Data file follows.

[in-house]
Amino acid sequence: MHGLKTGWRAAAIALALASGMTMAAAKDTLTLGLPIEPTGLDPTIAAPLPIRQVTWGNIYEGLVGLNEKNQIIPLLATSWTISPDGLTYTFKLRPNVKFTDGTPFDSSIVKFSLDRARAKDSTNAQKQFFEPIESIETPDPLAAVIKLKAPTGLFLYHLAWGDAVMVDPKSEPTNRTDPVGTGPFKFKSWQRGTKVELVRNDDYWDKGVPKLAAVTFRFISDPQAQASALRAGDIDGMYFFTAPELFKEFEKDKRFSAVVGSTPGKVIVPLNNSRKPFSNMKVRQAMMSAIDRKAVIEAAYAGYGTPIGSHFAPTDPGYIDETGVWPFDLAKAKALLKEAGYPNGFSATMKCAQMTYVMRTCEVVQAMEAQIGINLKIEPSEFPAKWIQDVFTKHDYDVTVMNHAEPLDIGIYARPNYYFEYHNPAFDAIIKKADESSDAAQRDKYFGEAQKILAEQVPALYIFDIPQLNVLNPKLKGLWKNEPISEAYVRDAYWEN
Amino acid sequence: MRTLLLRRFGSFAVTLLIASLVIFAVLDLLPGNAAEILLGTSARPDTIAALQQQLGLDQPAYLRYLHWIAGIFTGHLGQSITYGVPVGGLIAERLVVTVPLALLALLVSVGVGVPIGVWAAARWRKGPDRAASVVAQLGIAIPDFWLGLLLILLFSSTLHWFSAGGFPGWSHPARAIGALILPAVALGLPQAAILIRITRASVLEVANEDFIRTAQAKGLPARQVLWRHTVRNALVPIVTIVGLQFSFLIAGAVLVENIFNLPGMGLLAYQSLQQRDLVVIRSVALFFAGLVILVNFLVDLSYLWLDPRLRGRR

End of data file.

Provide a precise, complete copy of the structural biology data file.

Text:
[in-house]
Amino acid sequence: MHGLKTGWRAAAIALALASGMTMAAAKDTLTLGLPIEPTGLDPTIAAPLPIRQVTWGNIYEGLVGLNEKNQIIPLLATSWTISPDGLTYTFKLRPNVKFTDGTPFDSSIVKFSLDRARAKDSTNAQKQFFEPIESIETPDPLAAVIKLKAPTGLFLYHLAWGDAVMVDPKSEPTNRTDPVGTGPFKFKSWQRGTKVELVRNDDYWDKGVPKLAAVTFRFISDPQAQASALRAGDIDGMYFFTAPELFKEFEKDKRFSAVVGSTPGKVIVPLNNSRKPFSNMKVRQAMMSAIDRKAVIEAAYAGYGTPIGSHFAPTDPGYIDETGVWPFDLAKAKALLKEAGYPNGFSATMKCAQMTYVMRTCEVVQAMEAQIGINLKIEPSEFPAKWIQDVFTKHDYDVTVMNHAEPLDIGIYARPNYYFEYHNPAFDAIIKKADESSDAAQRDKYFGEAQKILAEQVPALYIFDIPQLNVLNPKLKGLWKNEPISEAYVRDAYWEN
Amino acid sequence: MRTLLLRRFGSFAVTLLIASLVIFAVLDLLPGNAAEILLGTSARPDTIAALQQQLGLDQPAYLRYLHWIAGIFTGHLGQSITYGVPVGGLIAERLVVTVPLALLALLVSVGVGVPIGVWAAARWRKGPDRAASVVAQLGIAIPDFWLGLLLILLFSSTLHWFSAGGFPGWSHPARAIGALILPAVALGLPQAAILIRITRASVLEVANEDFIRTAQAKGLPARQVLWRHTVRNALVPIVTIVGLQFSFLIAGAVLVENIFNLPGMGLLAYQSLQQRDLVVIRSVALFFAGLVILVNFLVDLSYLWLDPRLRGRR